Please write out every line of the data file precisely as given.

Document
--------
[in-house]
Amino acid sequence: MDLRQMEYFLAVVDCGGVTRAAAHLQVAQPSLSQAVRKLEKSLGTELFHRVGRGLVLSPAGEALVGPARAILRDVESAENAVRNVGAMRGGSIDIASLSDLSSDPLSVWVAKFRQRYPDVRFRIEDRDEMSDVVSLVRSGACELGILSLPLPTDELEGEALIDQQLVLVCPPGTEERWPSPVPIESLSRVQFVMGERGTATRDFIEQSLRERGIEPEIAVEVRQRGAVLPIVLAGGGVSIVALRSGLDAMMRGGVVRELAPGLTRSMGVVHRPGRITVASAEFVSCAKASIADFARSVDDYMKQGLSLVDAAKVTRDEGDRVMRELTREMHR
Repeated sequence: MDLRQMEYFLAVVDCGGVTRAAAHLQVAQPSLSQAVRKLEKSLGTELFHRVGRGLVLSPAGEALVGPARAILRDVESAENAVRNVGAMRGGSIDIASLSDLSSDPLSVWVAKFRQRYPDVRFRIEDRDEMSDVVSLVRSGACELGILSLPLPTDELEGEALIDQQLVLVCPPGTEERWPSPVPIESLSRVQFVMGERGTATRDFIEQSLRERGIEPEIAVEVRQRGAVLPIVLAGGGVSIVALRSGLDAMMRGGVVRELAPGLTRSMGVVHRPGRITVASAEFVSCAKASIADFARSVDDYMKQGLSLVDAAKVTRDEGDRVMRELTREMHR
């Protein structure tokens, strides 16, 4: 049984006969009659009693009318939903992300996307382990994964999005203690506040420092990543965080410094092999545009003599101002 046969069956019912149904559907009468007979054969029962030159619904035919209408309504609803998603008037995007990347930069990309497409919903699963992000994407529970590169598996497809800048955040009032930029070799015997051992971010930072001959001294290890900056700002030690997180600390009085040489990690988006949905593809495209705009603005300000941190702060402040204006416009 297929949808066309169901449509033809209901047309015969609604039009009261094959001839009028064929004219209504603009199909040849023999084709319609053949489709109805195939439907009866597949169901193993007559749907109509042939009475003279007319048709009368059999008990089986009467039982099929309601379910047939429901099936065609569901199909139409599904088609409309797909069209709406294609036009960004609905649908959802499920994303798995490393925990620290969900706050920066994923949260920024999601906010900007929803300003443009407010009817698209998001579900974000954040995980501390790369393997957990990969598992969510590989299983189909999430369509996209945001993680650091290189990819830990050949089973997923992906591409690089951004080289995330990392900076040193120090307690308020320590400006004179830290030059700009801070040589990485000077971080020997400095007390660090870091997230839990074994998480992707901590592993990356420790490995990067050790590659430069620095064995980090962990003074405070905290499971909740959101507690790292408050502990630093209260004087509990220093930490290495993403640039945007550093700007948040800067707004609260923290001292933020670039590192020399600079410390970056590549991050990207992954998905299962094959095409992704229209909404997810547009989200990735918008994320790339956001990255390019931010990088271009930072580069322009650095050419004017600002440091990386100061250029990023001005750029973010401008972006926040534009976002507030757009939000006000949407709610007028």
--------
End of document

[in-house]
Amino acid sequence: MDLRQMEYFLAVVDCGGVTRAAAHLQVAQPSLSQAVRKLEKSLGTELFHRVGRGLVLSPAGEALVGPARAILRDVESAENAVRNVGAMRGGSIDIASLSDLSSDPLSVWVAKFRQRYPDVRFRIEDRDEMSDVVSLVRSGACELGILSLPLPTDELEGEALIDQQLVLVCPPGTEERWPSPVPIESLSRVQFVMGERGTATRDFIEQSLRERGIEPEIAVEVRQRGAVLPIVLAGGGVSIVALRSGLDAMMRGGVVRELAPGLTRSMGVVHRPGRITVASAEFVSCAKASIADFARSVDDYMKQGLSLVDAAKVTRDEGDRVMRELTREMHR
Repeated sequence: MDLRQMEYFLAVVDCGGVTRAAAHLQVAQPSLSQAVRKLEKSLGTELFHRVGRGLVLSPAGEALVGPARAILRDVESAENAVRNVGAMRGGSIDIASLSDLSSDPLSVWVAKFRQRYPDVRFRIEDRDEMSDVVSLVRSGACELGILSLPLPTDELEGEALIDQQLVLVCPPGTEERWPSPVPIESLSRVQFVMGERGTATRDFIEQSLRERGIEPEIAVEVRQRGAVLPIVLAGGGVSIVALRSGLDAMMRGGVVRELAPGLTRSMGVVHRPGRITVASAEFVSCAKASIADFARSVDDYMKQGLSLVDAAKVTRDEGDRVMRELTREMHR
């Protein structure tokens, strides 16, 4: 049984006969009659009693009318939903992300996307382990994964999005203690506040420092990543965080410094092999545009003599101002 046969069956019912149904559907009468007979054969029962030159619904035919209408309504609803998603008037995007990347930069990309497409919903699963992000994407529970590169598996497809800048955040009032930029070799015997051992971010930072001959001294290890900056700002030690997180600390009085040489990690988006949905593809495209705009603005300000941190702060402040204006416009 297929949808066309169901449509033809209901047309015969609604039009009261094959001839009028064929004219209504603009199909040849023999084709319609053949489709109805195939439907009866597949169901193993007559749907109509042939009475003279007319048709009368059999008990089986009467039982099929309601379910047939429901099936065609569901199909139409599904088609409309797909069209709406294609036009960004609905649908959802499920994303798995490393925990620290969900706050920066994923949260920024999601906010900007929803300003443009407010009817698209998001579900974000954040995980501390790369393997957990990969598992969510590989299983189909999430369509996209945001993680650091290189990819830990050949089973997923992906591409690089951004080289995330990392900076040193120090307690308020320590400006004179830290030059700009801070040589990485000077971080020997400095007390660090870091997230839990074994998480992707901590592993990356420790490995990067050790590659430069620095064995980090962990003074405070905290499971909740959101507690790292408050502990630093209260004087509990220093930490290495993403640039945007550093700007948040800067707004609260923290001292933020670039590192020399600079410390970056590549991050990207992954998905299962094959095409992704229209909404997810547009989200990735918008994320790339956001990255390019931010990088271009930072580069322009650095050419004017600002440091990386100061250029990023001005750029973010401008972006926040534009976002507030757009939000006000949407709610007028």